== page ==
I tried Root for the first time a few weeks ago and was intrigued by the fact that the rules are different for every player. It makes it a hard game to learn, but the gameplay is very interesting. I was happy to give it another try playing a different faction, and I still really liked it. I played the Lizard Cult, which was pretty cool. It would have been cooler if I had figured out how to use my abilities a few turns sooner, but I still really enjoyed the game and look forward to trying it again


This game was getting a lot of buzz, and I am happy I was able to give it a try. It is essentially a hand management game, with cards played down to the table. On a turn the active player turns a dial with symbols that match each player board; on the first turn she can choose any spot and on subsequent turns the dial moves one spot. You draw two colored cards from the spot that matches your symbol; you can buy one (costs vary by round) and discard one, or you can sell one and discard one. At the end of the round players have a chance to buy the top card of the discard pile or discard it completely.  Cards match tracks on your board; they increase a track or tracks based on the listed value, and upgraded tracks let you do different things like claim bonuses. I enjoyed it.


I’d seen this one at my monthly game group a couple of times, but had never had a chance to try it, so I was happy when a friend found a copy and suggested it. There is a LOT going on here, and a lot to keep track of. My initial impression is that I liked it; I thought the way the game uses dice to take actions was very innovative and cool. What I am not sure about yet is whether all the elements work well together or if there are just a bunch of mechanisms thrown together. Either way I look forward to trying it again.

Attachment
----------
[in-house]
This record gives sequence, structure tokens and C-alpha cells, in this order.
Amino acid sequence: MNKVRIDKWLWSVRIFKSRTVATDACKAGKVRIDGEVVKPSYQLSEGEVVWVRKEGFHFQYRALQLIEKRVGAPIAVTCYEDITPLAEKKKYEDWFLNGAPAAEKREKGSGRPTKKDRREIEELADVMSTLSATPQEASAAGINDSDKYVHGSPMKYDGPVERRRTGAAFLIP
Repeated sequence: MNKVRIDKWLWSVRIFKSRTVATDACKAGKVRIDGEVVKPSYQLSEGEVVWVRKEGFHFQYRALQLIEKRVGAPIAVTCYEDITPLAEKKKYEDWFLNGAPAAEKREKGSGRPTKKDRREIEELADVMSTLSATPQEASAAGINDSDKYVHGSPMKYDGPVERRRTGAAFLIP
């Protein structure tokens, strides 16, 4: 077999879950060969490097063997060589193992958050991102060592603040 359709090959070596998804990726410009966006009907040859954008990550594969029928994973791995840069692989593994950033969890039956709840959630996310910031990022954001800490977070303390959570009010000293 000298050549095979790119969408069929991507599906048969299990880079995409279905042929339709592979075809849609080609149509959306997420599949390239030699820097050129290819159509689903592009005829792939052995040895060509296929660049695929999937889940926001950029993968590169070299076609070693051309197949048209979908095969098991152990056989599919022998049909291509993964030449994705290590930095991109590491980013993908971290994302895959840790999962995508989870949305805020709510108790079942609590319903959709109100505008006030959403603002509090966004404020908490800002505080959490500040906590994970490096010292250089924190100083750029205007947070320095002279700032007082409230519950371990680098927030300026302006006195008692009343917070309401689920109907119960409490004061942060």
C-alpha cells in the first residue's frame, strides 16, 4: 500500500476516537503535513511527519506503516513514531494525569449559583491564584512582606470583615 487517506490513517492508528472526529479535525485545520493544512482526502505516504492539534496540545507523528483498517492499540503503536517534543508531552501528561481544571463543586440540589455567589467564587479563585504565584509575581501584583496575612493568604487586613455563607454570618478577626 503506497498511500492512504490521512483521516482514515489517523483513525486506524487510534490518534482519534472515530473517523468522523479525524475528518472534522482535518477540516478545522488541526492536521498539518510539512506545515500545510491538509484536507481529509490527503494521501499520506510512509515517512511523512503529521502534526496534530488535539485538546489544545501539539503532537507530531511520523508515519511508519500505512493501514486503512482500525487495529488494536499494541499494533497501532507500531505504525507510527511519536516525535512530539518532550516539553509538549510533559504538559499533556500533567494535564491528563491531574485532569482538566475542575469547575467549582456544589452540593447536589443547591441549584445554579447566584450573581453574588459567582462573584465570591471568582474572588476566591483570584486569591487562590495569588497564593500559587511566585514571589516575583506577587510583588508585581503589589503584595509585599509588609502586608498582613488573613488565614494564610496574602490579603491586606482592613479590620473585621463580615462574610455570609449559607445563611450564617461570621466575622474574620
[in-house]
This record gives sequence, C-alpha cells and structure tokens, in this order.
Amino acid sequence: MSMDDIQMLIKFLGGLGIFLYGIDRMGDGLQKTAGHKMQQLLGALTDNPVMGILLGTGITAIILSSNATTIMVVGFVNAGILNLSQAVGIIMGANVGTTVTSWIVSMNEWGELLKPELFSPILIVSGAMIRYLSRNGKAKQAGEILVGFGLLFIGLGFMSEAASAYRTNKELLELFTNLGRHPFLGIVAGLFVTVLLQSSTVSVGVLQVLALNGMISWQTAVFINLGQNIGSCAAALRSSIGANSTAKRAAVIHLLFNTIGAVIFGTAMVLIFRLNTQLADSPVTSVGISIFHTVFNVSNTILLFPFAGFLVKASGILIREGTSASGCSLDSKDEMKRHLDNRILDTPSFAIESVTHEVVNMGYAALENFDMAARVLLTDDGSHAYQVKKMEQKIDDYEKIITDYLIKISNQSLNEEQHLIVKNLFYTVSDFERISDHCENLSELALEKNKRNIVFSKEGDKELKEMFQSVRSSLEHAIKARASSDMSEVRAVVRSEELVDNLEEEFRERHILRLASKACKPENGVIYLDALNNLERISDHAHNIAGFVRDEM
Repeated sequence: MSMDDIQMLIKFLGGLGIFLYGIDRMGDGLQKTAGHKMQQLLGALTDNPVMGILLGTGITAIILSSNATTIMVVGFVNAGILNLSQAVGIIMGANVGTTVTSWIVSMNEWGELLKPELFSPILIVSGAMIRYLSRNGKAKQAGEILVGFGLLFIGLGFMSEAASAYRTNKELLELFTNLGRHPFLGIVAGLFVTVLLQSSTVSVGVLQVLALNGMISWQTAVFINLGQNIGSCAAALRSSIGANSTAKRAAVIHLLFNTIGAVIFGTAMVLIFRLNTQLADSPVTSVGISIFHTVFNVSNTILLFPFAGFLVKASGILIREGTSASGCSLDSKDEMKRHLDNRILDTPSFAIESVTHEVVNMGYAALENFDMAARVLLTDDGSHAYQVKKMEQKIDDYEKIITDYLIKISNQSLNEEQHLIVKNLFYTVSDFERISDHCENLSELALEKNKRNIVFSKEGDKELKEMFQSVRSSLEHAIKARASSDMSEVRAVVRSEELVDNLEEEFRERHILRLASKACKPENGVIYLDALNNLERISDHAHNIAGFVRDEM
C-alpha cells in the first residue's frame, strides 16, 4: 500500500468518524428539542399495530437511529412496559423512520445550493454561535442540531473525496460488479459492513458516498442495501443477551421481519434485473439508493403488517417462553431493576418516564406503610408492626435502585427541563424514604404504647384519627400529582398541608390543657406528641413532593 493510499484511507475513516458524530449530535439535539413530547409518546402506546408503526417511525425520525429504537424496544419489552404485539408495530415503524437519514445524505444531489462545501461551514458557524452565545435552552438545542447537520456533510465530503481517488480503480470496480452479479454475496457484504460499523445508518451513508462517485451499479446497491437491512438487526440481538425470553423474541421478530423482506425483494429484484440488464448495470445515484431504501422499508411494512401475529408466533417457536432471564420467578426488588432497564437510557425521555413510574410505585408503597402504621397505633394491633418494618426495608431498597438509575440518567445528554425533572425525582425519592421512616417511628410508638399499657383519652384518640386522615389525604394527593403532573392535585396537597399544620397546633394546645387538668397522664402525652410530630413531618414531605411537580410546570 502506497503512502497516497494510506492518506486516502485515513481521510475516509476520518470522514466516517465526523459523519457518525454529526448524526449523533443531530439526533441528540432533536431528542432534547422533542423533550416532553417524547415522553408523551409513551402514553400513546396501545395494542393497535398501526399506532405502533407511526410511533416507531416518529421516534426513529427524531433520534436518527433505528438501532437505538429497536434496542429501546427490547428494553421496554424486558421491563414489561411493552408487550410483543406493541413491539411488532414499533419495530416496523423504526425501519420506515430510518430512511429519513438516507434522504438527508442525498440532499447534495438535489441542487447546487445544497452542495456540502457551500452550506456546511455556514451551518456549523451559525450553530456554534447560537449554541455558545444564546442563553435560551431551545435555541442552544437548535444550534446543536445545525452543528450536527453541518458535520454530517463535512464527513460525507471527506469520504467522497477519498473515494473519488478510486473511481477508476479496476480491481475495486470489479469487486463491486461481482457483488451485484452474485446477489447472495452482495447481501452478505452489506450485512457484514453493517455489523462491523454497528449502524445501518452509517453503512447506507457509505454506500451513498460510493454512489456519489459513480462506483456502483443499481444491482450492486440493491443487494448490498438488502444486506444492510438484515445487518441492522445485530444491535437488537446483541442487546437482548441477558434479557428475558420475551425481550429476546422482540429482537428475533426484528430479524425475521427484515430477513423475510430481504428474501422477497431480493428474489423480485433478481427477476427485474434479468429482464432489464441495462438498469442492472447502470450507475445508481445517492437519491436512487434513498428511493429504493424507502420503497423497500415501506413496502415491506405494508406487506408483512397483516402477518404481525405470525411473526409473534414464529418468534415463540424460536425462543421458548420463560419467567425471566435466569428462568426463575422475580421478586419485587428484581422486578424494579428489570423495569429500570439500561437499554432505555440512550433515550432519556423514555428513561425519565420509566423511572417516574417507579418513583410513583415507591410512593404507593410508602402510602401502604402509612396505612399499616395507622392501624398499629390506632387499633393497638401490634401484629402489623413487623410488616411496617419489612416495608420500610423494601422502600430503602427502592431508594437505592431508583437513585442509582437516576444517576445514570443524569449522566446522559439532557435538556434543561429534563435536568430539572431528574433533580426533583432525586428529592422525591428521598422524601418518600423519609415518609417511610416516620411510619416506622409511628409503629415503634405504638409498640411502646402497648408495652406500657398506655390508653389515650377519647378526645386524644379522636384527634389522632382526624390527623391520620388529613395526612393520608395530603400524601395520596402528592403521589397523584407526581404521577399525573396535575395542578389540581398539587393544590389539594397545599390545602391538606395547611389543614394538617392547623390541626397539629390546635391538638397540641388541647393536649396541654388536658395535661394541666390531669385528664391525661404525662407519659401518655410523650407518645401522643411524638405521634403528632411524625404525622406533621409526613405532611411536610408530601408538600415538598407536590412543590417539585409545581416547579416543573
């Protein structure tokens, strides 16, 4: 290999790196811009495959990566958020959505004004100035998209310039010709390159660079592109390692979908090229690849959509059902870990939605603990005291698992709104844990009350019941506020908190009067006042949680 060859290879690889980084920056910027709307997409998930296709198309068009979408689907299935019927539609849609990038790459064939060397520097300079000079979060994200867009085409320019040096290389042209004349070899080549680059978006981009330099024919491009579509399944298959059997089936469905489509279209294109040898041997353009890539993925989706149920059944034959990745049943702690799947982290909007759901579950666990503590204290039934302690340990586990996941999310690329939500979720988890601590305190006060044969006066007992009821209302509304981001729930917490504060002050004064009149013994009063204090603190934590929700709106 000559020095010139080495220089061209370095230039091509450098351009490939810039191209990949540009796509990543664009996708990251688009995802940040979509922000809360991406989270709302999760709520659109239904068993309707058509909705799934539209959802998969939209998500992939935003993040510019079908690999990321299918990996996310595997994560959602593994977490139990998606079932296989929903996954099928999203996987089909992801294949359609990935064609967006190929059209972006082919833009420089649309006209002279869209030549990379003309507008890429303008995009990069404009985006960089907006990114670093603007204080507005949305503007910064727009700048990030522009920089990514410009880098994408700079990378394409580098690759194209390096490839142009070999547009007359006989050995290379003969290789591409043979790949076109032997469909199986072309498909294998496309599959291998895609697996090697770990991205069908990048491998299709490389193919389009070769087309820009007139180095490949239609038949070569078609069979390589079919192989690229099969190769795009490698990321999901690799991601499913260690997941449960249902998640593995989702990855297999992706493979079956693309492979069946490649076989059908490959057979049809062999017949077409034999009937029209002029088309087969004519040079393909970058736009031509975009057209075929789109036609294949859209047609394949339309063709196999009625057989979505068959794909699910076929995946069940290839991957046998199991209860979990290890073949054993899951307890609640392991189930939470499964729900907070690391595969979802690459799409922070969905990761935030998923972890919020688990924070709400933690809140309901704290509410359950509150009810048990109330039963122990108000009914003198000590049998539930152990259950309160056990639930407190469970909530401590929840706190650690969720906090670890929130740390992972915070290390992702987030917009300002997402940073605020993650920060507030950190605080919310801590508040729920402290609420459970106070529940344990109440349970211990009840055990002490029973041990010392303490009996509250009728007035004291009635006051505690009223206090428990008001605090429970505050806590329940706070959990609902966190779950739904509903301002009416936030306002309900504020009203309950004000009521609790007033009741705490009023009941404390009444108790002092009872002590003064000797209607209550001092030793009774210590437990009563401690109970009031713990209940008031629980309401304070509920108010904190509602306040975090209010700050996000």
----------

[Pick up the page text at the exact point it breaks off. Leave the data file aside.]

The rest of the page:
One of my traditions is teaching a game to my friend Bruce. He always identifies several games he is interested in learning, and we figure out which one I can teach. This year it was Newton; you can read my full review here. I still like it, but the real fun here is in playing a game with Bruce, who is one of the people I met at my very first Gathering. Bruce has been to every single Gathering ever – all 30.  Photo credit for this one goes to Bruce.


I had played the original T.I.M.E. Stories a couple of years ago at the Gathering and loved it, so I’d been itching to get this back to the table with one of the expansions. Turns out the four of us are terrible Time Agents, since this took us the entire afternoon (and technically we aren’t done; thankfully I am going to see my fellow players again in a couple of weeks, so we’ll finish then). I am not sure if this expansion was especially hard or if the dice just hated us, but we had fun nevertheless. Apparently my photo has been lost in time, but you can read the OG review from 2016 here.